Presentation of a paper on "Model-based Software Testing"

743 views
636 views

Published on

0 Comments
0 Likes
Statistics
Notes
  • Be the first to comment

  • Be the first to like this

No Downloads
Views
Total views
743
On SlideShare
0
From Embeds
0
Number of Embeds
2
Actions
Shares
0
Downloads
21
Comments
0
Likes
0
Embeds 0
No embeds

No notes for slide

Presentation of a paper on "Model-based Software Testing"

  1. 1. Presentation of a paper on “Model-based Software Testing” Dr. Kasi Periyasamy Department of Computer Science
  2. 2. Reference <ul><li>F. Bouquet et al., “A Subset of Precise UML for Model-Based Testing”, Workshop on Advances in Model-Based Software Testing (A-MOST 07) , Part of International Symposium on Software Testing and Analysis (ISSTA 2007), London, UK, July 2007, pp. 95 – 104. </li></ul>
  3. 3. About the authors <ul><li>F. Bouquet, University of Besan ç on, France. </li></ul><ul><li>C. Grandpierre, B. Legeard, F. Peureux and N. Vacelet, LEIRIOS, France. </li></ul><ul><li>M. Utting, University of Waikato, New Zealand. </li></ul>
  4. 4. Objective and Approach <ul><li>Objective </li></ul><ul><ul><li>Demonstrate the use of UML 2.1.1 for Model-Based Testing </li></ul></ul><ul><li>Approach </li></ul><ul><ul><li>Define an executable subset of UML 2.1.1 and use it for Model-Based Testing </li></ul></ul><ul><ul><li>The work uses UML class diagram, state diagram and OCL (Object Constraint Language) for defining the model </li></ul></ul><ul><ul><li>A tool has been developed to automate the testing process </li></ul></ul>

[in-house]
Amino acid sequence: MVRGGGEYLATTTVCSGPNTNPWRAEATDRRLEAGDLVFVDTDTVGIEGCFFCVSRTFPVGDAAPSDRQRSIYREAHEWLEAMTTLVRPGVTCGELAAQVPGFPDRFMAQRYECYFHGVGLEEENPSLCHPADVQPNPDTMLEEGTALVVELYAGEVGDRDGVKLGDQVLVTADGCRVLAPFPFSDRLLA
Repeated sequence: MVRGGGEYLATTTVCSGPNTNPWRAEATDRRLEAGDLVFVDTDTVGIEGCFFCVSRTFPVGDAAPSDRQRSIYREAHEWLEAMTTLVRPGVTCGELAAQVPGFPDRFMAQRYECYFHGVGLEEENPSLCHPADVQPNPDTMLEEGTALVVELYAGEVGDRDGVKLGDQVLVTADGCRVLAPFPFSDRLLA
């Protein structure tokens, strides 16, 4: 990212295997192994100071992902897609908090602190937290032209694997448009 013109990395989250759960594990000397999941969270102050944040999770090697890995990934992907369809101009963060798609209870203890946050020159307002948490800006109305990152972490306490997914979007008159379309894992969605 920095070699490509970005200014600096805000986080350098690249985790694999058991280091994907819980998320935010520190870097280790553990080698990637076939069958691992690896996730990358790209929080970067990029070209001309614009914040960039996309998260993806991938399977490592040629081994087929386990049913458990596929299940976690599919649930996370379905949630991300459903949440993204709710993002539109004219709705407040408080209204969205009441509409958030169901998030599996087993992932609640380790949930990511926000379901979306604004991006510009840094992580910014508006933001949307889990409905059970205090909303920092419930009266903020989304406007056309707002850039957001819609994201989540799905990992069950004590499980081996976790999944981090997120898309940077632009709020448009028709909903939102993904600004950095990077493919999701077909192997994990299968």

5. 5. Definition of Model-Based Testing <ul><li>Definition given by the authors </li></ul><ul><ul><li>A process to automatically generate test cases and executable test scripts from a behavioral model of the system under test (SUT) </li></ul></ul><ul><li>The model formalizes the expected behavior so that it is easy for analysis and automation </li></ul>
  6. 6. Notations and Tools <ul><li>A subset of UML 2.1 is chosen, named as UML-MBT </li></ul><ul><li>Class Diagram, Object Diagram, State Diagram , and Object Constraint Language (OCL) </li></ul><ul><li>Slightly different from UML 2.1; changes are made to support practical model-based testing </li></ul><ul><ul><li>In particular, OCL 2.0 is modified (explained in later slides) </li></ul></ul><ul><li>LEIRIOS Test Designer tool was used to automatically generate the test cases </li></ul><ul><ul><li>Uses theorem proving technology </li></ul></ul>